HOT|COOL NO. 3/2017 - "North America"


In March 2017, the co-writer of Danish District Heating Associations water treatment recommendations, Karsten Thomsen, specialist in water chemistry from COWI A/S – issued an article in the association’s magazine dealing with the comments received since the recommendations were released late 2015. The recommendations have been very positively received by the district heating companies in Denmark.

Corrosion at the bottom of district heating pipe caused by particles, sludge and oxygen in the water.

Factors causing corrosion - issues that can be experienced through inadequate water treatment in district heating: • Aggressive ion content, especially presence of chloride. High salt content promotes damages by local corrosion, low salt content leads to widespread general corrosion that is far less damaging. • Oxygen content above a few micrograms per litre. • Incorrect pH-value of the water. pH above 9 maintains the protective oxide layer on steel surfaces. • Biological activity: Demineralized water adjusted to pH 9.8 with sodium hydroxide and low content of organic substances presents the least attractive conditions for growth and thus stresses the bacteria maximally.

Gothenburg Energy’s membrane degasser installation.

The general picture, however, is that chemicals historically have been added to try to help a problem of more fundamental character with inadequate water chemistry. The water treatment recommended by the Danish District Heating Association takes the basic conditions of corrosion into account and avoids the problem without the use of chemicals. This may be seen as a professional way to handle the real issue before it becomes a problem. Historically, use of demineralized water and removal of oxygen without chemicals were often not economically feasible – now this has changed due to new technologies available on the market. On top of that, chemicals are expensive so investments in new technology to remove oxygen without chemicals represents a short return of investment. Therefore, the recommendations from the Danish District Heating Association can be implemented as the modern, correct way to secure optimum water chemistry, and in the long run reduce maintenance costs of the district heating system. The German water treatment standard for district heating, AGFW FW510 to a large extend shares conclusions with the Danish recommendations. The Danish guidelines are, however, more comprehensive and detailed i.e. concerning recommended pH-range as well as oxygen levels in the water. The recommendations for water treatment in district heating do not apply to water and steam circuits in combined heat and power plants, nor to water treatment for steam installations. In such cases, we refer to separate recommendations for relevant technologies, e.g. “The International Association for the Properties of Water and Steam”, SIAPWS.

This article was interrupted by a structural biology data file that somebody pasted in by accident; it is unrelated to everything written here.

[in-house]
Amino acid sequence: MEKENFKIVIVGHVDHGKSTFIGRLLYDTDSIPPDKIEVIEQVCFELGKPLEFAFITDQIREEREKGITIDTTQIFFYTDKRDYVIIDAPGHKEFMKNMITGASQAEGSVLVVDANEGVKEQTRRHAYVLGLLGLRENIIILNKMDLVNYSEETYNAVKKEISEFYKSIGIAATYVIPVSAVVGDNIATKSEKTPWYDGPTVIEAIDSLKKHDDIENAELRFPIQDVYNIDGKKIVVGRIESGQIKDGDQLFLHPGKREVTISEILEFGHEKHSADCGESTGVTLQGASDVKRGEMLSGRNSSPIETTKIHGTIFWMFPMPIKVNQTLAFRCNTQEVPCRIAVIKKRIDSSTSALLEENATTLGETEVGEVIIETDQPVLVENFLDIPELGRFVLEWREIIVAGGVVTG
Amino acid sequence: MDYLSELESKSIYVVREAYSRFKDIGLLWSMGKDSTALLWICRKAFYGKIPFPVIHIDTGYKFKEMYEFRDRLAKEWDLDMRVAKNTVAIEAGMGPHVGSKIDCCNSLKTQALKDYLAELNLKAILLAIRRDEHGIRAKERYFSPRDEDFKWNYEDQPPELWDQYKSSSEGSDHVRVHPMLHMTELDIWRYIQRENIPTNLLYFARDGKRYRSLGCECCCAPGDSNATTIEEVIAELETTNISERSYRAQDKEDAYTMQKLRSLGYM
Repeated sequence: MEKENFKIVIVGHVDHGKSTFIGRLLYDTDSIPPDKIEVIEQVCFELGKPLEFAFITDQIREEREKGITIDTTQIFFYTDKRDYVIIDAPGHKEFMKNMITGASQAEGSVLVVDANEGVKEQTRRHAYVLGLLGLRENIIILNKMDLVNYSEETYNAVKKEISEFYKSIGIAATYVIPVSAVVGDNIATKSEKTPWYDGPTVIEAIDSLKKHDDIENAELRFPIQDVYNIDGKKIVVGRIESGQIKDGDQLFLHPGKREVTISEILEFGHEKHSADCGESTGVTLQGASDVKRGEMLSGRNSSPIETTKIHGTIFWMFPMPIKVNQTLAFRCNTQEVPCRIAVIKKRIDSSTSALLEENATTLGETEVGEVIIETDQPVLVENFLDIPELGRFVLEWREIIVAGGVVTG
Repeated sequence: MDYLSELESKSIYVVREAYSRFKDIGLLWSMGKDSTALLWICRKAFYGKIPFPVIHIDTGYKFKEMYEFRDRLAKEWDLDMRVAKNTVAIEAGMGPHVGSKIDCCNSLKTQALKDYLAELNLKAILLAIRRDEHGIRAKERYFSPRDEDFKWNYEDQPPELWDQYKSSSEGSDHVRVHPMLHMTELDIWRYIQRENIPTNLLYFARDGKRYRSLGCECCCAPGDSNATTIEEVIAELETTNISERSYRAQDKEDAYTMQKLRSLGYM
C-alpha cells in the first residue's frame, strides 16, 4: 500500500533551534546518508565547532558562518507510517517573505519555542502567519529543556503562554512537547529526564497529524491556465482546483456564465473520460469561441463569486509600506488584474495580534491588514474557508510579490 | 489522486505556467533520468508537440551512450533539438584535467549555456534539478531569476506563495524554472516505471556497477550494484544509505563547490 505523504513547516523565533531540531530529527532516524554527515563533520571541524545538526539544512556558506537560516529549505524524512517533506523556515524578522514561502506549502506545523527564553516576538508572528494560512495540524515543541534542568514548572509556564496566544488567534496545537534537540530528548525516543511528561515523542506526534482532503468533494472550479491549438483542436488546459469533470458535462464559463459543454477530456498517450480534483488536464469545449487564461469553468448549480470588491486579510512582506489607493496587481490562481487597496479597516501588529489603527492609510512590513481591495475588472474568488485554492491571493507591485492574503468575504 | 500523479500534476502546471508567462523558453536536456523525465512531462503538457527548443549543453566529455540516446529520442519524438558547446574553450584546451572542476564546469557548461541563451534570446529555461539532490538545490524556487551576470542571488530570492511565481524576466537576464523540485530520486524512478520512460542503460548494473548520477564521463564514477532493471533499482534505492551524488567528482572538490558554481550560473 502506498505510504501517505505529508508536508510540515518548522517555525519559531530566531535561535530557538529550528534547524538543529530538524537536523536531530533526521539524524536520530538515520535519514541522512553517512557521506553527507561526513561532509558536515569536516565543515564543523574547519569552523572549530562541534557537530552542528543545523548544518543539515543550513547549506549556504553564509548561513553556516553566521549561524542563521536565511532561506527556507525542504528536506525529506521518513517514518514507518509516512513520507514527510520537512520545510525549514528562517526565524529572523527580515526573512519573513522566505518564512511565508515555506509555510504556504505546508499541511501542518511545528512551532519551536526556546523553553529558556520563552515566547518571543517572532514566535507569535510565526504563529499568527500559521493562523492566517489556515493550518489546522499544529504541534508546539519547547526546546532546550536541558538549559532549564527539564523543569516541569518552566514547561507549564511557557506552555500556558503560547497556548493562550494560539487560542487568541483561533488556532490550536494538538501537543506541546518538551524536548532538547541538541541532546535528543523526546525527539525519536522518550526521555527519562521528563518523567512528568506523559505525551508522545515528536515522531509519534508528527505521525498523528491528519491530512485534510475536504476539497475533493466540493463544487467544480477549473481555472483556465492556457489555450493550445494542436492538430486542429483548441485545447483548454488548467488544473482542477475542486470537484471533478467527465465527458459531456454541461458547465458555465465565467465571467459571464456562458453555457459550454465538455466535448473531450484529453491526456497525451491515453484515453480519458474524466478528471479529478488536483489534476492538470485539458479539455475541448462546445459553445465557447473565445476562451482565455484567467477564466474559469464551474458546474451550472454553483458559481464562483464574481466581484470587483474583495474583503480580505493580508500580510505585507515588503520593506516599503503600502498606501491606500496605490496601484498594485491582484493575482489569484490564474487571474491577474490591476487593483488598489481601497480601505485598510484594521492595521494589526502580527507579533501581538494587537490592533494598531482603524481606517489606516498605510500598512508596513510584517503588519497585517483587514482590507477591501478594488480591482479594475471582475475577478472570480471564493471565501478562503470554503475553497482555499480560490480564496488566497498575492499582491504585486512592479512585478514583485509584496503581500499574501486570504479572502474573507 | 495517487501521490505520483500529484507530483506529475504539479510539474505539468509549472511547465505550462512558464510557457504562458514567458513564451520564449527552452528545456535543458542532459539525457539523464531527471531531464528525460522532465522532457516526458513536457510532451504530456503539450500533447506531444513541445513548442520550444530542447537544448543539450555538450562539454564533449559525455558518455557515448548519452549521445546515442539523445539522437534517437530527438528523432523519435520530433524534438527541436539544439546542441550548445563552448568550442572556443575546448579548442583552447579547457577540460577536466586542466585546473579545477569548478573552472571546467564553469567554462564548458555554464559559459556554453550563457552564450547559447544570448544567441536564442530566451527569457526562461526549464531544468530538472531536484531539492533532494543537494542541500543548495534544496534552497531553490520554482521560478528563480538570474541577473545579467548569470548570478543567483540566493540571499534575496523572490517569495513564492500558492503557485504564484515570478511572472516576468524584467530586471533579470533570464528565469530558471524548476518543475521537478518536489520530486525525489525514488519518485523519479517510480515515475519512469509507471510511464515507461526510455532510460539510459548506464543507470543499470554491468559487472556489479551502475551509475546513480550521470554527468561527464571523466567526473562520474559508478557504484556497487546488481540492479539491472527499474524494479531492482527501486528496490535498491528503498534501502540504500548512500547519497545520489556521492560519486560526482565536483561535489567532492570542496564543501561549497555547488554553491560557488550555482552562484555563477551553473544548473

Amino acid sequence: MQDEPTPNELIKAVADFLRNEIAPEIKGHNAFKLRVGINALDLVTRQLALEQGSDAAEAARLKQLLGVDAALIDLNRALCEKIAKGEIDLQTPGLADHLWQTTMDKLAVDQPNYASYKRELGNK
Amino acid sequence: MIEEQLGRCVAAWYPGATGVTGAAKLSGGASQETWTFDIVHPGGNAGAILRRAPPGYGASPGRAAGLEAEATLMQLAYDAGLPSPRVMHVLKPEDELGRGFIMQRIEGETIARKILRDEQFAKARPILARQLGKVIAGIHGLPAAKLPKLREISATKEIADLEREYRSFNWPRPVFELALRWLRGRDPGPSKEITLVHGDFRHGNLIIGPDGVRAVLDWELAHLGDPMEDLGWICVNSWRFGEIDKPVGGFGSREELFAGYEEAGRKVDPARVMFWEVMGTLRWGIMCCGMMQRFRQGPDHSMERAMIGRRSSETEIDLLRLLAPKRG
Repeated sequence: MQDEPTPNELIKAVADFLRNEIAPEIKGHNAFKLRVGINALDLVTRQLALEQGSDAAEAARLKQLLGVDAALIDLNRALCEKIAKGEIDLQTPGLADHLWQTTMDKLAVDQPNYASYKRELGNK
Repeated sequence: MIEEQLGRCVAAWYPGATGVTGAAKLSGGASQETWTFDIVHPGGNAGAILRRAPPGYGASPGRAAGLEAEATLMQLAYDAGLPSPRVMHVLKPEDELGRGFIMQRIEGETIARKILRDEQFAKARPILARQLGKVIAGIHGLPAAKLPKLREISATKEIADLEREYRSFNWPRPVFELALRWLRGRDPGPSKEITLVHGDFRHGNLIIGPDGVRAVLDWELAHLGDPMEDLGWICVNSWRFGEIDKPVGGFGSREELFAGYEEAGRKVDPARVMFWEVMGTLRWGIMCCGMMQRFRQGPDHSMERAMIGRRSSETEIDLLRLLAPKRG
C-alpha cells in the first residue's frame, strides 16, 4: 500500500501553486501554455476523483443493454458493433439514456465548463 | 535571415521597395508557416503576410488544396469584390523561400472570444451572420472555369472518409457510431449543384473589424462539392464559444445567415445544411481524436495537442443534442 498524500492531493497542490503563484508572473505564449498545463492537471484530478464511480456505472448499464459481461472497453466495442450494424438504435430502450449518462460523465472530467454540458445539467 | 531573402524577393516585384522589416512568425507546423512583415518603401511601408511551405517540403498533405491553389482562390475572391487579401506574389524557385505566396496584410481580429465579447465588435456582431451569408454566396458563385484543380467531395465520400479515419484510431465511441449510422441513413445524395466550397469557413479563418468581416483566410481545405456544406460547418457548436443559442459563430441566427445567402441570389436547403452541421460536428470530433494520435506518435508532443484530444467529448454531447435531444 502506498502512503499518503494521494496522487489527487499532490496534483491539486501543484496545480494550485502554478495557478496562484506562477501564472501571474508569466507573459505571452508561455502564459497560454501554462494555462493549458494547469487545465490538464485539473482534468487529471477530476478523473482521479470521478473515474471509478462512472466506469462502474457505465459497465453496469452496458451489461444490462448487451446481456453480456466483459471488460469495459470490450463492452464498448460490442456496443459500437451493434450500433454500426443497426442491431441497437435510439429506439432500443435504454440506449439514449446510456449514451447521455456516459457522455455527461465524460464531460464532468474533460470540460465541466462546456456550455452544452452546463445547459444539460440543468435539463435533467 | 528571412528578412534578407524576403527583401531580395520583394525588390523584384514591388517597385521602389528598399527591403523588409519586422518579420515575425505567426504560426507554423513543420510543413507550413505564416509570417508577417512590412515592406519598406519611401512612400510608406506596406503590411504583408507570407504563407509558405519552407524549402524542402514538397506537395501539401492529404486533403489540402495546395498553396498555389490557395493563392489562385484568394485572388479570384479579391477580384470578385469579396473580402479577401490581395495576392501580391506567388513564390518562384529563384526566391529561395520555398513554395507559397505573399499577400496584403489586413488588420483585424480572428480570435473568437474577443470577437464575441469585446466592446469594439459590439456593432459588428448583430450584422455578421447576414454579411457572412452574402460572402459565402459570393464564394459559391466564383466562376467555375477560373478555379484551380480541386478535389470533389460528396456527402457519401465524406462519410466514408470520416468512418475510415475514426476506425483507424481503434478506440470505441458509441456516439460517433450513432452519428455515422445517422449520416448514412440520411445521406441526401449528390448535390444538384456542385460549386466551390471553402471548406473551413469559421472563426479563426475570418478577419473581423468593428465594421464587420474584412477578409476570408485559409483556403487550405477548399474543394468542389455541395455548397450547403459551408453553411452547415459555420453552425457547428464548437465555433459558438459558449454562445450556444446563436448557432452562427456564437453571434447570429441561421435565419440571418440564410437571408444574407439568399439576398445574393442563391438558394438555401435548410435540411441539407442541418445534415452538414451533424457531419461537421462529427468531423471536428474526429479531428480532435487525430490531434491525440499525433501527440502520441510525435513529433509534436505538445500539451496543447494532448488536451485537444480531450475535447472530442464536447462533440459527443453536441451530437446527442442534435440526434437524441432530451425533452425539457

Furthermore, correct water treatment helps minimize formation of deposits.

Biofilm in district heating systems can cause much technical and environmental damage: • Microbial corrosion.

• Reduced heat transfer. • Increased pump costs. • Increased chemical consumption.

Illustration showing comparisons on different technologies to remove oxygen from district heating water.

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